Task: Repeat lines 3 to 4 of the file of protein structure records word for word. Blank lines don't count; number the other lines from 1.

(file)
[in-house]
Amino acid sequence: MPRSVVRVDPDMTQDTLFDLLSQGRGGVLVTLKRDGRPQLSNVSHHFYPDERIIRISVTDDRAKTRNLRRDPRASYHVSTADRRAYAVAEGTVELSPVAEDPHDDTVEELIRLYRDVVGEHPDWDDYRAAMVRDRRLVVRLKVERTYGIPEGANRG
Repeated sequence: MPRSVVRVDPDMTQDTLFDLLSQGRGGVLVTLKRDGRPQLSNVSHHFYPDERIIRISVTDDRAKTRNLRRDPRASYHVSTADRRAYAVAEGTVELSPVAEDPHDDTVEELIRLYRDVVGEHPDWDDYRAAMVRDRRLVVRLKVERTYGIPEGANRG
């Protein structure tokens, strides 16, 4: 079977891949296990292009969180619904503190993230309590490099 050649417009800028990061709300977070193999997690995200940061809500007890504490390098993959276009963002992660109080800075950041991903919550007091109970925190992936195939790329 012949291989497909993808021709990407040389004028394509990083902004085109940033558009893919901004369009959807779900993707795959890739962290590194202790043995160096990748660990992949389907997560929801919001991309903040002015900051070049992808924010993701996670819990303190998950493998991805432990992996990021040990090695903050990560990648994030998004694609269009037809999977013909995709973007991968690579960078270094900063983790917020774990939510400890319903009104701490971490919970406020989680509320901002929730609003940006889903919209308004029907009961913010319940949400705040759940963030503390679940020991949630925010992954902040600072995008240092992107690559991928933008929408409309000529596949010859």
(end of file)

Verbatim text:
Repeated sequence: MPRSVVRVDPDMTQDTLFDLLSQGRGGVLVTLKRDGRPQLSNVSHHFYPDERIIRISVTDDRAKTRNLRRDPRASYHVSTADRRAYAVAEGTVELSPVAEDPHDDTVEELIRLYRDVVGEHPDWDDYRAAMVRDRRLVVRLKVERTYGIPEGANRG
């Protein structure tokens, strides 16, 4: 079977891949296990292009969180619904503190993230309590490099 050649417009800028990061709300977070193999997690995200940061809500007890504490390098993959276009963002992660109080800075950041991903919550007091109970925190992936195939790329 012949291989497909993808021709990407040389004028394509990083902004085109940033558009893919901004369009959807779900993707795959890739962290590194202790043995160096990748660990992949389907997560929801919001991309903040002015900051070049992808924010993701996670819990303190998950493998991805432990992996990021040990090695903050990560990648994030998004694609269009037809999977013909995709973007991968690579960078270094900063983790917020774990939510400890319903009104701490971490919970406020989680509320901002929730609003940006889903919209308004029907009961913010319940949400705040759940963030503390679940020991949630925010992954902040600072995008240092992107690559991928933008929408409309000529596949010859």